neologism

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neologism

 [ne-ol´o-jizm]
a newly coined word; in psychiatry, a word whose meaning may be known only to the patient using it; see also word salad.

ne·ol·o·gism

(nē-ol'ō-jizm),
A new word or phrase of the patient's own making often seen in schizophrenia (for example, headshoe to mean hat), or an existing word used in a new sense; in psychiatry, such usages may have meaning only to the patient or be indicative of the patient's condition.
[neo- + G. logos, word]

neologism

/ne·ol·o·gism/ (ne-ol´ah-jizm) a newly coined word; in psychiatry, a new word whose meaning may be known only to the patient using it.

neologism

(nē-ŏl′ə-jĭz′əm)
n.
1. A new word, expression, or usage.
2. Psychology
a. The invention of new words regarded as a symptom of certain psychotic disorders, such as schizophrenia.
b. A word so invented.

ne·ol′o·gist n.
ne·ol′o·gis′tic, ne·ol′o·gis′ti·cal adj.

neologism

[nē·ol′əjiz′əm]
Etymology: Gk, neos + logos, word
1 a word or term newly coined or used with a new meaning.
2 (in psychiatry) a word coined by a psychotic or delirious patient that is meaningful only to the patient.

neologism

Neurology/psychiatry A word created by a Pt with a mental disorder or dementia, which includes new usages for standard words and ad hoc substitutes for names forgotten by a Pt; neologisms are created by Pts with schizophrenia and organic mental disorders

ne·ol·o·gism

(nē-ol'ŏ-jizm)
A new word or phrase of the patient's own making often seen in schizophrenia (e.g., headshoe to mean hat), or an existing word used in a new sense; in psychiatry, such usages may have meaning only to the patient or be indicative of the underlying condition.
[neo- + G. logos, word]

neologism

1. A newly coined word or phrase.
2. A meaningless word used by a psychotic person.
References in periodicals archive ?
For the new words' acceptance, a vital language and motivated speakers are required, and as we know, the road is long to a complete acceptance of neologisms by any community, even in optimal circumstances.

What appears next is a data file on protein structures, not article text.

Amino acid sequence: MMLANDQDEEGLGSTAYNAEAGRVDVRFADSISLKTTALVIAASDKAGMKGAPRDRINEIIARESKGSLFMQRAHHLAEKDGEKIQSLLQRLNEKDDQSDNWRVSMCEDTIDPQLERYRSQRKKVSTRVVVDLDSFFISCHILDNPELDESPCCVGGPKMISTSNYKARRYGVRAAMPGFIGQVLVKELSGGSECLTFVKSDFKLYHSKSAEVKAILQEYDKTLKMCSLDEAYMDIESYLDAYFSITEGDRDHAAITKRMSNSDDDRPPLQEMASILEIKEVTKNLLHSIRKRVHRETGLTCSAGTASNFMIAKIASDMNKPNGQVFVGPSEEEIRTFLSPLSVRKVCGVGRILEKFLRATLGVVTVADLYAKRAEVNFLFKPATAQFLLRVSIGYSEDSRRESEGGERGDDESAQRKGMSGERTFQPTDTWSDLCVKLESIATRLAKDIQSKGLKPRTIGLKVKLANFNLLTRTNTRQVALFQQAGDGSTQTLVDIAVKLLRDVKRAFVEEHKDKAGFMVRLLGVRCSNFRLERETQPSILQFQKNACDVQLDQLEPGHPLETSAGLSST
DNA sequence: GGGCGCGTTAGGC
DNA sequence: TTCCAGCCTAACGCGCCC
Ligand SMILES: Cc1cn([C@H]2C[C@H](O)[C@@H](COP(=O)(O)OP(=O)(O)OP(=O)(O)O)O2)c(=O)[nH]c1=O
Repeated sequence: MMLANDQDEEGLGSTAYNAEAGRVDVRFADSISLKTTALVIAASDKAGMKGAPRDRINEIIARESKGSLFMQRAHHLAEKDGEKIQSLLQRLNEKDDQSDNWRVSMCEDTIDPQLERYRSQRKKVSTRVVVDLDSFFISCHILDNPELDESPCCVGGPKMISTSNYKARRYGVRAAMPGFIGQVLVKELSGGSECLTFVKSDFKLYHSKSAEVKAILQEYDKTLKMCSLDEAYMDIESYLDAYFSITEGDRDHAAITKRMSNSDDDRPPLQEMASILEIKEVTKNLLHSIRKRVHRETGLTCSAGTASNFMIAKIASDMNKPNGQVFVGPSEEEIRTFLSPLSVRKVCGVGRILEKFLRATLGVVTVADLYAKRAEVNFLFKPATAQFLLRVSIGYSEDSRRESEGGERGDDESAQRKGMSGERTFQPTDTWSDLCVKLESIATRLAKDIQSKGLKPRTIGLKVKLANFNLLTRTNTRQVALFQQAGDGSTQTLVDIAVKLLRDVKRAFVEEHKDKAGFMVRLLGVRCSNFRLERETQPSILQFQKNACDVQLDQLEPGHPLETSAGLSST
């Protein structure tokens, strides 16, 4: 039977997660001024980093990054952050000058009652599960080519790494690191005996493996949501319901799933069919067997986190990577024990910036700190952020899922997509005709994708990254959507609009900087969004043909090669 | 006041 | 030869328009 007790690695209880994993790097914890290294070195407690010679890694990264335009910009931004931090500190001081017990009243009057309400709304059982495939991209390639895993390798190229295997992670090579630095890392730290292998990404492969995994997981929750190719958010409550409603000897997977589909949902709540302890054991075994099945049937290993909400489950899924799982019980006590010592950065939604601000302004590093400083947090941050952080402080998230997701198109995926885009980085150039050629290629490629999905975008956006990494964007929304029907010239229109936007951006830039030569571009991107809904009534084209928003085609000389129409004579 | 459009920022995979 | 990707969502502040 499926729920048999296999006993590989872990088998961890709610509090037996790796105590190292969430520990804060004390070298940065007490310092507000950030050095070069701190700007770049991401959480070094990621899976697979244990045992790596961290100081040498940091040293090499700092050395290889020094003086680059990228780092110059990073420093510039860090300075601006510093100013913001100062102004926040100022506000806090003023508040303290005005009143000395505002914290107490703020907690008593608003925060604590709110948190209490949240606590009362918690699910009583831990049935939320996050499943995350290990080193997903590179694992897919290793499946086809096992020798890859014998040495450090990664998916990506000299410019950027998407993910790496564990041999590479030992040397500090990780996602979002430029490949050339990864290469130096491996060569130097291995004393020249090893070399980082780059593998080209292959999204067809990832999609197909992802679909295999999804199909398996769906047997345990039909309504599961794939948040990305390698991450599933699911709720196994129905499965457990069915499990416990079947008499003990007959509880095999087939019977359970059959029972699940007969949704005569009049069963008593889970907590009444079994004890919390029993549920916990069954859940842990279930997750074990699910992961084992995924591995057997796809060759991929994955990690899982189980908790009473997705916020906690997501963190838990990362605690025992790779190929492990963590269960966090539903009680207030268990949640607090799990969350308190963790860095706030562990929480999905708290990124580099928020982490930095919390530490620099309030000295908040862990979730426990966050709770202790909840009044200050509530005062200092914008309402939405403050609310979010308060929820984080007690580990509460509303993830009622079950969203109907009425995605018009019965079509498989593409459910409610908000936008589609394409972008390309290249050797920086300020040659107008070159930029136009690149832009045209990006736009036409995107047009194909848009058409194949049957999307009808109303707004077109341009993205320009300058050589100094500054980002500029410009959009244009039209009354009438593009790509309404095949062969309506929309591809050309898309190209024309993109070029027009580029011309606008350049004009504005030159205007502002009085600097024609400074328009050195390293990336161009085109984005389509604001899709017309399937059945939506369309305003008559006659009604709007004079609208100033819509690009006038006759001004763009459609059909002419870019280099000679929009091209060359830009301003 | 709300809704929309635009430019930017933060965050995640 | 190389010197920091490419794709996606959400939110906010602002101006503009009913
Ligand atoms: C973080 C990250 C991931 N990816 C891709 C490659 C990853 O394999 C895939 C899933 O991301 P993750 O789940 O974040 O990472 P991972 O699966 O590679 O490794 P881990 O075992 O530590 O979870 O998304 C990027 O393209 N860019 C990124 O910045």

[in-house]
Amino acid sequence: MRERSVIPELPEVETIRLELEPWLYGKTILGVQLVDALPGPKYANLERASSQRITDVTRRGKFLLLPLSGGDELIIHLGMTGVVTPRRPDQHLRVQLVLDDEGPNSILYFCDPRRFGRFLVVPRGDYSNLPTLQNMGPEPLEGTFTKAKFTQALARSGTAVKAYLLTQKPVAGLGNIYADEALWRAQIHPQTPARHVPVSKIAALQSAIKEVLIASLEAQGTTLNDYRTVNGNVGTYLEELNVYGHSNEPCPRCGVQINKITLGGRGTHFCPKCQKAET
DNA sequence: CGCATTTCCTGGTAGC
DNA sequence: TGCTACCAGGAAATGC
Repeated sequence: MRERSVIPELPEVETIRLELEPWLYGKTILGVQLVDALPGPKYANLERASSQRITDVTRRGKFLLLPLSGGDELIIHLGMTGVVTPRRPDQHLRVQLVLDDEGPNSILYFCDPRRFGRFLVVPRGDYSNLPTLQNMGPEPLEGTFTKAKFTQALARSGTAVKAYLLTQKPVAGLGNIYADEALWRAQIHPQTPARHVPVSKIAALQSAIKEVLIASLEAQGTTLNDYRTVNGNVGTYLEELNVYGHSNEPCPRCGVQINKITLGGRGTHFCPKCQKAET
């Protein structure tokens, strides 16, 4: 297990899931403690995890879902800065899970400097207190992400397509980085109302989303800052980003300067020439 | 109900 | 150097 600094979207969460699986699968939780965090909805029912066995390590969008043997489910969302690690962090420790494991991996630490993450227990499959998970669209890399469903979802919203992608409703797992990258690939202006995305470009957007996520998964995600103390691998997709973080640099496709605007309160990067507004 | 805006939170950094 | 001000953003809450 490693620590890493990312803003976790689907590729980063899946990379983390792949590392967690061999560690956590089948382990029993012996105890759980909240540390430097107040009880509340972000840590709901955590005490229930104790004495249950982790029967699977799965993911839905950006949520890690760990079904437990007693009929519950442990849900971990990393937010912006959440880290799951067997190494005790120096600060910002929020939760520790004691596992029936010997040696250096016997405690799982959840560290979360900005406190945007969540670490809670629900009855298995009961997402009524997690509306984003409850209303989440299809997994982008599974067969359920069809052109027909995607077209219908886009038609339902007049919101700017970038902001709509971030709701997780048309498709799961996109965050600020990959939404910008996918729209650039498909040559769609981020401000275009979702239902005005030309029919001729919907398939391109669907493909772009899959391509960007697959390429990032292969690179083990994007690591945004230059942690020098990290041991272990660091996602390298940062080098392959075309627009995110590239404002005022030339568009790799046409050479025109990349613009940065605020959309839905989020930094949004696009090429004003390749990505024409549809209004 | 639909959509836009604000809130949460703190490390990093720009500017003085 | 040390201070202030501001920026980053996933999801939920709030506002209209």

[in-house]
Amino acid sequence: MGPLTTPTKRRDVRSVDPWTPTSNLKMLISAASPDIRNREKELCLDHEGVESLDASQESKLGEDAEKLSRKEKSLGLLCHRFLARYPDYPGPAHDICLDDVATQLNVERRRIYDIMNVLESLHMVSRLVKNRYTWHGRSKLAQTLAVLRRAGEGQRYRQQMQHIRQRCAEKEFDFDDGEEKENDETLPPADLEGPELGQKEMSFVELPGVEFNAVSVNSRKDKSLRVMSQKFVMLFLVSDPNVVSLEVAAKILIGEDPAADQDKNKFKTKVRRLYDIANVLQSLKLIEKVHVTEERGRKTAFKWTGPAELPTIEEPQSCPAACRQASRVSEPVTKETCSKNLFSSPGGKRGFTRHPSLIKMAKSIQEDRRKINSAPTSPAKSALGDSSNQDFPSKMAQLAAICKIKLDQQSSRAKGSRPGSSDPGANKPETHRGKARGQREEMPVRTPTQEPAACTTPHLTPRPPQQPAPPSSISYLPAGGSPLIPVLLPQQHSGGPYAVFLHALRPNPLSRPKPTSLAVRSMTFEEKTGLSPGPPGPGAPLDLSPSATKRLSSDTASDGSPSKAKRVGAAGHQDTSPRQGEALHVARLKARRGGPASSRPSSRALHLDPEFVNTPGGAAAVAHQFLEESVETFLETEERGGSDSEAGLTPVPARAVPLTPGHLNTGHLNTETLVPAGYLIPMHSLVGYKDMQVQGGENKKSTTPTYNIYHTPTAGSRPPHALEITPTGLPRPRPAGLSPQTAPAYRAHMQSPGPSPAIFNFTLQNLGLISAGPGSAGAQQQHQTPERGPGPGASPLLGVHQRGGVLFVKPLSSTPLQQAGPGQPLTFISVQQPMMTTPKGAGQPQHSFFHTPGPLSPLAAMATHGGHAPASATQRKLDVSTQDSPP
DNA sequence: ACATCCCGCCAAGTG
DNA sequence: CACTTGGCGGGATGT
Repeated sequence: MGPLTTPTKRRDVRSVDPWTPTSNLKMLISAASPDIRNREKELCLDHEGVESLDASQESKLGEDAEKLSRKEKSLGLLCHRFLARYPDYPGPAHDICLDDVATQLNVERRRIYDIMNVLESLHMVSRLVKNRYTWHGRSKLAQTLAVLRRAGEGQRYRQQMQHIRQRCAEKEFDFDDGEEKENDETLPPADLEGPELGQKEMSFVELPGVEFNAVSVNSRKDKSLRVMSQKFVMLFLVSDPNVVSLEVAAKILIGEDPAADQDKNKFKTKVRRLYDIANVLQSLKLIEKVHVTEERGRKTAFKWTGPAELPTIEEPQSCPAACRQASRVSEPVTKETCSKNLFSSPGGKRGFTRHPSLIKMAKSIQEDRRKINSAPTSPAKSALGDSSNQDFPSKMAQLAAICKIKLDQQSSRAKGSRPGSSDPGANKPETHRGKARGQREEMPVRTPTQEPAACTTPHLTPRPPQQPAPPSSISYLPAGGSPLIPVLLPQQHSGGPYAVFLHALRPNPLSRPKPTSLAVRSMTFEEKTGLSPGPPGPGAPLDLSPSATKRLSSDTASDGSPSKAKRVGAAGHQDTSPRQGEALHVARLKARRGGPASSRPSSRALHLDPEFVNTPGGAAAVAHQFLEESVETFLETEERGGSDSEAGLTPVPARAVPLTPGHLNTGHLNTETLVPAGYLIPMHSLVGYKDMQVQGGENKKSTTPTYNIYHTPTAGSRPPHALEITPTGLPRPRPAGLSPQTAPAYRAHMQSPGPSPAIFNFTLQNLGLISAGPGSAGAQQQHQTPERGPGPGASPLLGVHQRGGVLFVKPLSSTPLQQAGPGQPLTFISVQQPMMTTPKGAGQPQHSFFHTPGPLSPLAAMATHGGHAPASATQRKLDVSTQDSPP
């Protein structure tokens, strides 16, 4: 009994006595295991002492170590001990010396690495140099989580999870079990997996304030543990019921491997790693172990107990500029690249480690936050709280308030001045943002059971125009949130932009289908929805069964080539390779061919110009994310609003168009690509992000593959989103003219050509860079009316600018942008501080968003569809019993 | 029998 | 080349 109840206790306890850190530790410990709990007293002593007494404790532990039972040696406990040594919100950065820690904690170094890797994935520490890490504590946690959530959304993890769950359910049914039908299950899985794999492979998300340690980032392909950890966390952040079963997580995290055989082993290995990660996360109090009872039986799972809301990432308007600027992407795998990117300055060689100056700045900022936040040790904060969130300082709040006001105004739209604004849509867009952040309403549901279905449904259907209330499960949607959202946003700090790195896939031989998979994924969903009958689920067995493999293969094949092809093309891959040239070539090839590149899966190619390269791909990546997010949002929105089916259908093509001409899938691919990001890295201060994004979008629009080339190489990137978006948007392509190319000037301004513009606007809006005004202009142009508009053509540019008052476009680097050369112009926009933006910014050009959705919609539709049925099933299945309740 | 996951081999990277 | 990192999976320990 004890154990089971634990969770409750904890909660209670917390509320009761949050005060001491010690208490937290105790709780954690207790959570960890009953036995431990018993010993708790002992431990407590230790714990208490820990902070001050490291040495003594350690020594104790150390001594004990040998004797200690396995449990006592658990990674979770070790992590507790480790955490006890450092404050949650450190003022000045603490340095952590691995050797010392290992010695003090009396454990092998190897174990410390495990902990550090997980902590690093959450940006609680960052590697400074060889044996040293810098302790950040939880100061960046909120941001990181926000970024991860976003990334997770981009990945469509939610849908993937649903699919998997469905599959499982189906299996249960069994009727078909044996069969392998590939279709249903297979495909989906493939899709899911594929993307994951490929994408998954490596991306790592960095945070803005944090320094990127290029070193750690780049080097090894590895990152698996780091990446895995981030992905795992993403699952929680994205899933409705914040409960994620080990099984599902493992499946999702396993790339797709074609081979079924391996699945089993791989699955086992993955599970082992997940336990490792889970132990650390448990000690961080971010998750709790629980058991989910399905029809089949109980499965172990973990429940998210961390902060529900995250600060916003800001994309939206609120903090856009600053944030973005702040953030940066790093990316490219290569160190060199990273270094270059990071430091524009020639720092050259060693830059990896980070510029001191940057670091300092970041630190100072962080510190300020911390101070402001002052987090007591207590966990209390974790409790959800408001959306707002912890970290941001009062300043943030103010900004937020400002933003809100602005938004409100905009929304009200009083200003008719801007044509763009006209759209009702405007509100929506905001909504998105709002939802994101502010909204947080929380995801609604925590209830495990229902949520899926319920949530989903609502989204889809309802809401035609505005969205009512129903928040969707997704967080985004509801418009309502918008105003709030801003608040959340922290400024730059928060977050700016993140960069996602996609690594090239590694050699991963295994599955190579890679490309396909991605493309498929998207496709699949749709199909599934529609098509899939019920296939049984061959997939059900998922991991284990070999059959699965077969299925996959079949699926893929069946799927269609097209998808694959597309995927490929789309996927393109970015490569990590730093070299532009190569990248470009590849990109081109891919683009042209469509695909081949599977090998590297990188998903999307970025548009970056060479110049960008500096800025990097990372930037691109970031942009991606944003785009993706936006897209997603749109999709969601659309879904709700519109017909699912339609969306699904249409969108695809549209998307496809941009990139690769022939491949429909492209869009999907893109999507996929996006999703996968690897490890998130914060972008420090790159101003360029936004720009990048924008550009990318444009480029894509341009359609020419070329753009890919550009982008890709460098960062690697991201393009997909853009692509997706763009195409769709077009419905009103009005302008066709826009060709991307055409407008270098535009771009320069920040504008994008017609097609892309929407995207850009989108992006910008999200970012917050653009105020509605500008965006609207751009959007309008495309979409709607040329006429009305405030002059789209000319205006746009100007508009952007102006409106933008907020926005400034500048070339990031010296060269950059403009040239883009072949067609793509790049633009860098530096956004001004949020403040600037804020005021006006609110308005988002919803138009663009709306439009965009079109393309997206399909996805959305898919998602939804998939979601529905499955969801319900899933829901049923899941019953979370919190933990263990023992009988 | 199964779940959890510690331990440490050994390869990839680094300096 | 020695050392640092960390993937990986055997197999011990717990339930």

I am unaware of any systematic study of neologisms in Ezekiel, or any other biblical book.
Alberto Anula, "Neologismos denotativos de 'golpe' en el espanol aureo" (171-196), proposes that linguists must base their evaluation of the integration of neologisms on frequency of use rather than on the date of first documentation.
The terms selected from the corpus are regarded as neologisms which are not included in The Concise Dictionary of the Hungarian Language (1978).
30) Even the mockery of Don Armados neologisms as "fire-new words" in the same play (1.
agganciare 'raggiungere l'avversario in una competizione sportiva', accartocciato 'ripiegato su se stesso, in un atteggiamento che denota stanchezza, fatica, delusione', as well as the numerous compounds with acchiappa-), only a very small fraction of neologisms found in the more recent volume Neologismi quotidiani (10) by Giovanni Adamo and Valeria Della Valle made their way into the Devoto-Oli 2008.
Sergio Raffaelli's study of the history of neologisms at the hands of the Academy established by Mussolini's Fascist regime to deal with the 'problem' of foreign words in Italian ('La vicenda dei neologismi a corso forzoso nell' Accademia d' Italia',pp.
Neologisms are language segments that raise much more comments and opinions of the media and the so called general public than any other segment.
Guyot excels at showing that Bloy's distorted syntax, neologisms, recondite vocabulary, and taste for the grotesque are not simply inventions and quirks of style, but a conscious and systematic defamiliarization of contemporary literary French by exposing its hidden Latinity, the linguistic "other" at its core.
Please let us know, since we don't want to left "unbolted" in the wonderful world of neologisms.
I begin to wonder if he is not being led up the garden path by current neologisms.
Some of these compound neologisms sound like they have escaped from a cryptogram.